Maximizing sustainable food production from the ocean by harvest of wild fish stocks and production of farmed species by mariculture is one of the 10 goals evaluated by the Ocean Health Index, and it is especially closely watched because it is so critical for the future.

Three billion people out of today’s world population of 7.1 billion people depend on seafood for their daily protein and fish contribute a greater proportion of protein to the average diet than poultry.  A single serving of fish or shellfish (150 g) provides 60% of a person’s daily protein requirement, but the ocean’s continued ability to meet that need is in doubt.  Our population is rising steadily and will reach about 8 billion by 2024 and 9 billion by 2040, but the annual catch from wild ocean fisheries has stayed at about 80 million metric tons since about 1990 despite increased effort.  The reason is that too many stocks are overfished and too much productivity is sacrificed as bycatch, illegal and unregulated catch and as a result of habitat loss caused by destructive fishing practices.

Yet without increased wild harvest and augmented mariculture production, the risk of malnutrition will increase for hundreds of millions of people, because the catch will have to be shared by so many more mouths. Read More »

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It’s Official: U.S. fisheries continued their upward trend in 2012

Photo Credit: NOAA

Each year, the National Marine Fisheries Service provides the public with a “statistical snapshot” of fish landings in the United States. This week, the numbers for 2012 were released via the agency’s Fisheries in the United States report. The national picture in terms of the quantity and value of fish landed was once again encouraging. And although we didn’t quite reach the historic level of 2011—which set a new record for landings value —the upward trend enabled by improved fisheries management is unmistakable.

The raw numbers in the report are another reminder of the critical role fishing plays as an economic driver in the United States. U.S. commercial fishermen landed 9.6 billion pounds of seafood in 2012, valued at $5.1 billion. The ex-vessel value of seafood landed in Alaska alone was $1.7 billion; $618.2 million in Massachusetts; $448.5 million in Maine. Those figures don’t include economic benefits derived throughout the value chain, with jobs created and supported at the docks, in processing, transportation and sales. Read More »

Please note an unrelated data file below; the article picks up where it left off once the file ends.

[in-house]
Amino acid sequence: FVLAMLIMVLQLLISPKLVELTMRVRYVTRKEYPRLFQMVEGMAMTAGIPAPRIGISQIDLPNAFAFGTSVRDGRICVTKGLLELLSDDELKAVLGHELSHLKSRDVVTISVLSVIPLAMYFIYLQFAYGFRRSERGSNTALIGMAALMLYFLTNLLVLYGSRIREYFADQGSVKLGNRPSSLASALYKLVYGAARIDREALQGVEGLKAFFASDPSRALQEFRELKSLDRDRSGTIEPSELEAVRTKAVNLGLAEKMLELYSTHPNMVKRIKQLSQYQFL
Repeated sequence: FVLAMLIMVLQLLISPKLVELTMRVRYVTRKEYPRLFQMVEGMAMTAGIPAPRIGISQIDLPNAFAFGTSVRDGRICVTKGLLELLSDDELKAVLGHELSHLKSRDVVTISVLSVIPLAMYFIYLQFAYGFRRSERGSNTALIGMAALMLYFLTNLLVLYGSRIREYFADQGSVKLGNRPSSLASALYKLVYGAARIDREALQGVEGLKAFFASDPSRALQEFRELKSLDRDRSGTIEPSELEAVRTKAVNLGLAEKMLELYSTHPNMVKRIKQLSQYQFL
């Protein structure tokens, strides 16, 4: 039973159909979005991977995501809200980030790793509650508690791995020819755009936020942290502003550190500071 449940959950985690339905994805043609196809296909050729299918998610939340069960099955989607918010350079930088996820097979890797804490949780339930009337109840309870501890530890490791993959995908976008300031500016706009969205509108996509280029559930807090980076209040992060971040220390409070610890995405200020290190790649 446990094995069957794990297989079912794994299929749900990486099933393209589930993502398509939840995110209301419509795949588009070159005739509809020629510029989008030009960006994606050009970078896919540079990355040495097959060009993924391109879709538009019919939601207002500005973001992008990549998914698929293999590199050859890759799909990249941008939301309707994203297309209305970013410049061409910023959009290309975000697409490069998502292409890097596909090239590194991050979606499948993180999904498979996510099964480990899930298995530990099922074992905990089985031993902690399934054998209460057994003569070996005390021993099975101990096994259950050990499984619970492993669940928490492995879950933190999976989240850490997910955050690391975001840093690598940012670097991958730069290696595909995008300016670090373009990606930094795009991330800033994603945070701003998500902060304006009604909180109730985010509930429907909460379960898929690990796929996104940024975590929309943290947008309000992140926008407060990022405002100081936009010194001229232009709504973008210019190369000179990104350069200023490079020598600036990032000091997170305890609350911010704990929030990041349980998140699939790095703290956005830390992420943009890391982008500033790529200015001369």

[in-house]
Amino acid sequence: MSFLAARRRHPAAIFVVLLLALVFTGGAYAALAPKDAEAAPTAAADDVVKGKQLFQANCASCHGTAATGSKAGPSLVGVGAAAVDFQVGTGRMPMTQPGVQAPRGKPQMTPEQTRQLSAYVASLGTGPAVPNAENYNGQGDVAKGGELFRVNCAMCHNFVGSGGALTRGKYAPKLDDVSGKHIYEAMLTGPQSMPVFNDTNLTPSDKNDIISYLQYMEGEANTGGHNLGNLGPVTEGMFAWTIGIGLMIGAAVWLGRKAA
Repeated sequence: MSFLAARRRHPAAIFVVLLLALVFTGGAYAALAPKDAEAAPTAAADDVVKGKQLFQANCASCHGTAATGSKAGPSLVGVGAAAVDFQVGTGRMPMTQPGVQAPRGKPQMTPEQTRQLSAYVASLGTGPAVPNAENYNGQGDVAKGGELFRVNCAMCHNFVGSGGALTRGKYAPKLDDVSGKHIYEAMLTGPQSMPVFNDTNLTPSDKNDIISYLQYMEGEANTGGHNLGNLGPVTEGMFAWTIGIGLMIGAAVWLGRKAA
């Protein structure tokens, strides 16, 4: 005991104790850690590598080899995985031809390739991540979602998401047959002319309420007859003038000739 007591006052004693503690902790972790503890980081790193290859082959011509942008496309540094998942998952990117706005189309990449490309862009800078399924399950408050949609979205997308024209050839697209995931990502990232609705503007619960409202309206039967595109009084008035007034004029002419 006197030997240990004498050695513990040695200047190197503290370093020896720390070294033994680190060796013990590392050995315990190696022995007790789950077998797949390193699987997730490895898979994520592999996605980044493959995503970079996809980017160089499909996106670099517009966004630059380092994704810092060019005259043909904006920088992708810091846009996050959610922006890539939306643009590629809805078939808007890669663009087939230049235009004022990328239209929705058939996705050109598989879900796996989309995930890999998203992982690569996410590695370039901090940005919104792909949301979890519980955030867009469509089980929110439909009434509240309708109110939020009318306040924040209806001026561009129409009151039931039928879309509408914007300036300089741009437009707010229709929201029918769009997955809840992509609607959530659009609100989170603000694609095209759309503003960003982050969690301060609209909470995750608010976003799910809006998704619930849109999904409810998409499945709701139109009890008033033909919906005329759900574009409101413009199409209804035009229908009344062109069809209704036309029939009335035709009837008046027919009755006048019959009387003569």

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I’ll Have the Gulf Red Snapper, Please

Fresh Red Snapper

Gulf Red Snapper

[This was originally posted in National Geographic's Ocean Views Blog]

I’m thrilled to report that Gulf of Mexico red snapper got a little less “red” today. That’s because our partners at the Monterey Bay Aquarium Seafood Watch program – the most well-known sustainable seafood program in the United States – announced that they’ve removed the commercial fishery for Gulf of Mexico red snapper from their ‘Avoid’ list and awarded them a new ‘Good Alternative’ rating.

While there are still improvements to be made in this fishery, let’s take a minute to appreciate how much progress has been made in the last few years. Gulf of Mexico red snapper used to be a poster child for unsafe, wasteful fishing. In the 1980s, 1990s and early 2000s the fishery was ruled by derby seasons where fishermen raced to catch as much fish as possible a few days every month. This had tremendous consequences for both fish and fishermen, as quality and profitability suffered and the red snapper population dwindled.

Fortunately, fishermen, managers and conservationists finally recognized the severity of the problem and decided to get the fishery back on track. In 2007, an Individual Fishing Quota (IFQ) program, coupled with a scientifically set catch limit, was implemented that put Gulf red snapper on the road to recovery. Since then, rebuilding red snapper populations have supported a 70% increase in fishing quotas, waste of marketable fish has declined by about 50%, and fishermen earn 33% more per pound of fish landed. Commercial fishing seasons now last the full year, and the sector demonstrates strong compliance with its catch limit. These same fishermen even pioneered an innovative new traceability program after the Deepwater Horizon disaster that tracks every single fish back to the boat that caught it. Read More »